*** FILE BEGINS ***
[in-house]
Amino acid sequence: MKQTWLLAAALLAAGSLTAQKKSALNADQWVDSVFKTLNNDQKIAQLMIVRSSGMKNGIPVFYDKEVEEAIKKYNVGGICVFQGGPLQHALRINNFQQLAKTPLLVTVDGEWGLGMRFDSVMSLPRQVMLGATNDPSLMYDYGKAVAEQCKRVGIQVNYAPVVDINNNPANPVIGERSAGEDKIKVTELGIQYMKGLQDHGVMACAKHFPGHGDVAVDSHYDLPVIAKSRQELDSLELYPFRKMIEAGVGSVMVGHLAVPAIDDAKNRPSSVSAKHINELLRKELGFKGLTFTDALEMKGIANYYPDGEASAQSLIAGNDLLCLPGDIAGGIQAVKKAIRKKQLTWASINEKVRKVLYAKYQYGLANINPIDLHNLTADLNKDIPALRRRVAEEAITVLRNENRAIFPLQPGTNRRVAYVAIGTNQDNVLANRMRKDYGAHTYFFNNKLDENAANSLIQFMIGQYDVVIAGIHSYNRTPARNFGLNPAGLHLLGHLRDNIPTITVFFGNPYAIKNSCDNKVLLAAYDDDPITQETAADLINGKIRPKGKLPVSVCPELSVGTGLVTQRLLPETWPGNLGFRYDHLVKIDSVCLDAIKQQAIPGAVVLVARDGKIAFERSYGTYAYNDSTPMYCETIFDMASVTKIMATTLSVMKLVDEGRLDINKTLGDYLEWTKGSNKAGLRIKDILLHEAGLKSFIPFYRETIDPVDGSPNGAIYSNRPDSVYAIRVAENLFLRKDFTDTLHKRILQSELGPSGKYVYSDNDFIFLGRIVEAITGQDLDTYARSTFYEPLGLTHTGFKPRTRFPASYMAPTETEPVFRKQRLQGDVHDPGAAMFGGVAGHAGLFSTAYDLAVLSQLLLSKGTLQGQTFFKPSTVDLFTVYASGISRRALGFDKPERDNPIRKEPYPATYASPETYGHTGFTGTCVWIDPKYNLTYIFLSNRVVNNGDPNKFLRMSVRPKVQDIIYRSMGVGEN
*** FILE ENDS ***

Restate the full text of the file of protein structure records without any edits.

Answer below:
[in-house]
Amino acid sequence: MKQTWLLAAALLAAGSLTAQKKSALNADQWVDSVFKTLNNDQKIAQLMIVRSSGMKNGIPVFYDKEVEEAIKKYNVGGICVFQGGPLQHALRINNFQQLAKTPLLVTVDGEWGLGMRFDSVMSLPRQVMLGATNDPSLMYDYGKAVAEQCKRVGIQVNYAPVVDINNNPANPVIGERSAGEDKIKVTELGIQYMKGLQDHGVMACAKHFPGHGDVAVDSHYDLPVIAKSRQELDSLELYPFRKMIEAGVGSVMVGHLAVPAIDDAKNRPSSVSAKHINELLRKELGFKGLTFTDALEMKGIANYYPDGEASAQSLIAGNDLLCLPGDIAGGIQAVKKAIRKKQLTWASINEKVRKVLYAKYQYGLANINPIDLHNLTADLNKDIPALRRRVAEEAITVLRNENRAIFPLQPGTNRRVAYVAIGTNQDNVLANRMRKDYGAHTYFFNNKLDENAANSLIQFMIGQYDVVIAGIHSYNRTPARNFGLNPAGLHLLGHLRDNIPTITVFFGNPYAIKNSCDNKVLLAAYDDDPITQETAADLINGKIRPKGKLPVSVCPELSVGTGLVTQRLLPETWPGNLGFRYDHLVKIDSVCLDAIKQQAIPGAVVLVARDGKIAFERSYGTYAYNDSTPMYCETIFDMASVTKIMATTLSVMKLVDEGRLDINKTLGDYLEWTKGSNKAGLRIKDILLHEAGLKSFIPFYRETIDPVDGSPNGAIYSNRPDSVYAIRVAENLFLRKDFTDTLHKRILQSELGPSGKYVYSDNDFIFLGRIVEAITGQDLDTYARSTFYEPLGLTHTGFKPRTRFPASYMAPTETEPVFRKQRLQGDVHDPGAAMFGGVAGHAGLFSTAYDLAVLSQLLLSKGTLQGQTFFKPSTVDLFTVYASGISRRALGFDKPERDNPIRKEPYPATYASPETYGHTGFTGTCVWIDPKYNLTYIFLSNRVVNNGDPNKFLRMSVRPKVQDIIYRSMGVGEN